It’s Time to Bite the Bullet: Taking Responsibility for Violence in Fiction

Sexual, racial, gender violence and other forms of discrimination and violence in a culture cannot be eliminated without changing culture—Charlotte Bunch

I didn’t know who Charlotte Bunch was the first time I read this quote but it has resonated with me for a long time. And I have been thinking a lot about the necessity of changing the culture for a while too. I make my living with words and at a certain point, I began to be aware of just how casually we integrate violence into every aspect of our conversation without even realizing it. “I don’t want to beat a dead horse,” we might say when we don’t want to belabor a point. “Kill me now,” we might moan as we’re forced to do some distasteful task. “That’ll kill two birds with one stone,” we observe when it looks like doing something will be a win/win situation.

Scientists have been making connections between acts of violence and violent entertainment for decades. I remember back in 1986 when the movie Heat came out, it took a lot of flak for a scene depicting violence against some homeless men. When that scene was mimicked in real life, a chorus of voices rose condemning Hollywood for its violence. Thirty years on, that movie looks like an episode of Mr. Rogers’ Neighborhood compared to mainstream movies and cable content. Heat came out thirteen years before the high school shooting in Columbine ushered in a new and terrible era in gun violence, a wave of crimes that has broken over the American psyche like a tsunami and left wrecked lives and seemingly endless debate, in its wake.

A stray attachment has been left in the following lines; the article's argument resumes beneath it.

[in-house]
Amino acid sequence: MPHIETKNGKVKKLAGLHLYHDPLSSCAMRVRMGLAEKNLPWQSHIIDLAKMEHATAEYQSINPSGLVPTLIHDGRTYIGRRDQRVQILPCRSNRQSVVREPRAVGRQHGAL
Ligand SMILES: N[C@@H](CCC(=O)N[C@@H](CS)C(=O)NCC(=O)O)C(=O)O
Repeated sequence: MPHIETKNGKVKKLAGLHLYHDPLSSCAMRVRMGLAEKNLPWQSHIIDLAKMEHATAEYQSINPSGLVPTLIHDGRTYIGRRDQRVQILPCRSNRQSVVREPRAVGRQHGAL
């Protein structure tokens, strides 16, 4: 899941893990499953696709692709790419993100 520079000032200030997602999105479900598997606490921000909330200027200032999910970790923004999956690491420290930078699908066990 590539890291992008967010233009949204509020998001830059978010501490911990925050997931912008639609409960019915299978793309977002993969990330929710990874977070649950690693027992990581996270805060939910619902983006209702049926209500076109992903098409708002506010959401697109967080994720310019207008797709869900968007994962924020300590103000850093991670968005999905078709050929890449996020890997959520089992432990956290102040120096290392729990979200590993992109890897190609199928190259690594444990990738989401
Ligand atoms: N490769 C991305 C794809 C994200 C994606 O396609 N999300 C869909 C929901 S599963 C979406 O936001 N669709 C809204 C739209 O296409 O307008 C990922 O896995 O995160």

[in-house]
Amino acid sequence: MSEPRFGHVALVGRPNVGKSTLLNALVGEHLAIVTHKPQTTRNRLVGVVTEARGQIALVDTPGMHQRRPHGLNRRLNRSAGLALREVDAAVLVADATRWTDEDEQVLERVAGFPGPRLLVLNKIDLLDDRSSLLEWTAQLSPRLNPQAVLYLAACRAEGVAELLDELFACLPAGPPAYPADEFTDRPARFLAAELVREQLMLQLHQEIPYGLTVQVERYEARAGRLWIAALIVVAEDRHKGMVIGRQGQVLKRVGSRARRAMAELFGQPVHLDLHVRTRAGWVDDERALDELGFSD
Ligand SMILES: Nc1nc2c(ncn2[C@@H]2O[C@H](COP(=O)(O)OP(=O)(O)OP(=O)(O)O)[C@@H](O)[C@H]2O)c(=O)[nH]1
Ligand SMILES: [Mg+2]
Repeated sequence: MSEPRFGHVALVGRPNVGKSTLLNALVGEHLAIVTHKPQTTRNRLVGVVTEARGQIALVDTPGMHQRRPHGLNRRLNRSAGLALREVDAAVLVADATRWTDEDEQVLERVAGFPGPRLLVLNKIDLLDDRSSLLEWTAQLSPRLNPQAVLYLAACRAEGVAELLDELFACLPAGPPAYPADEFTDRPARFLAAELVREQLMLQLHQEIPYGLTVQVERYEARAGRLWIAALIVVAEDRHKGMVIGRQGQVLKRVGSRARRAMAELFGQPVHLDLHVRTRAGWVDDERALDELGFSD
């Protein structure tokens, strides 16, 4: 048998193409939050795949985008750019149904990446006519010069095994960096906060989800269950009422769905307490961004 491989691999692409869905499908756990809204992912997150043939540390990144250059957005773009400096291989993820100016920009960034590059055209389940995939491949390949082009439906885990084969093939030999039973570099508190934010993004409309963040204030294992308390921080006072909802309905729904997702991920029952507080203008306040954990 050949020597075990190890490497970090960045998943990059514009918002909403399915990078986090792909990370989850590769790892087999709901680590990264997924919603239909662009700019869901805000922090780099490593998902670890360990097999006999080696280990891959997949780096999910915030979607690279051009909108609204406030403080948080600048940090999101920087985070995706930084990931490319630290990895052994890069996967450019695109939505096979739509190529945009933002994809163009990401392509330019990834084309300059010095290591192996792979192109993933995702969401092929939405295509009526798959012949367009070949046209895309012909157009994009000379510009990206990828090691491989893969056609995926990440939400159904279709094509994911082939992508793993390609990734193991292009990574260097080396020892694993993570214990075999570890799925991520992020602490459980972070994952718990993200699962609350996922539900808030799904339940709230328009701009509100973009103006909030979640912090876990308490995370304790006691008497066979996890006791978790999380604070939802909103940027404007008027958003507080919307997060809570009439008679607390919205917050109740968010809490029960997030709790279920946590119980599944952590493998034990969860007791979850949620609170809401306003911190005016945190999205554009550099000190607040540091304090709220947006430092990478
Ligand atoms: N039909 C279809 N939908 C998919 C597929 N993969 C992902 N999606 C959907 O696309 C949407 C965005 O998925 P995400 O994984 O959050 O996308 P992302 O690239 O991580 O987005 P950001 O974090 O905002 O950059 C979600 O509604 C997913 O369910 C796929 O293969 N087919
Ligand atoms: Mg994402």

I used to scoff at the idea that violent entertainment bred violent acts in real life. Paul Verhoeven was criticized for the violence in RoboCop and famously had to trim a crucial scene where a robot shot a boardroom of people to pieces (the scene goes on so long that it becomes grotesquely comic, a lesson that Quentin Tarantino took to heart in his gleefully violent movies). I didn’t bat an eyelash when I saw RoboCop, though I remember being horrified in college by a similar scene in The Godfather where a mobster gets pulverized by bullets. It upset me enough I had to look away.

What a difference a decade makes.

It’s like the famous “boiling the frog” analogy. By the time I realized that I’d become desensitized to violence, I had become part of the problem.

One of the drawbacks of writing crime fiction as “a girl” is that there’s a perception we’re not as tough as the men. And that pressures us to be more hard-boiled than a plate of deviled eggs.

Never one to accept pigeon-holing, I rose to the challenge. A lot of my fiction was dark, much of it was violent, either emotionally or physically. My characters rarely used guns, but there are many ways to “skin a cat” as yet another common saying goes, and I dealt murder and mayhem like a Vegas croupier.

I won some contests with that writing.

I even won a few awards.

But a few years ago I stopped scoffing at the idea that writers were responsible for inciting acts of violence.

And I kept thinking about that Charlotte Bunch quote and wondering what role I should play in that change in the culture. And I wonder where that leaves me as a writer of crime fiction. Does that mean I should only write cozies?

Kill me now.

Except don’t.

I’m still trying to figure it out. And in the meantime, I write blog posts about gun laws and vote for candidates who share my concerns, and write checks to organizations like the Brady Campaign to Prevent Gun Violence and Americans for Responsible Solutions.

And when I write a violent scene in one of my stories, I make damn sure that it’s there for a reason. There’s too much mindless violence in real life, I don’t want to add my voice to that cacophony.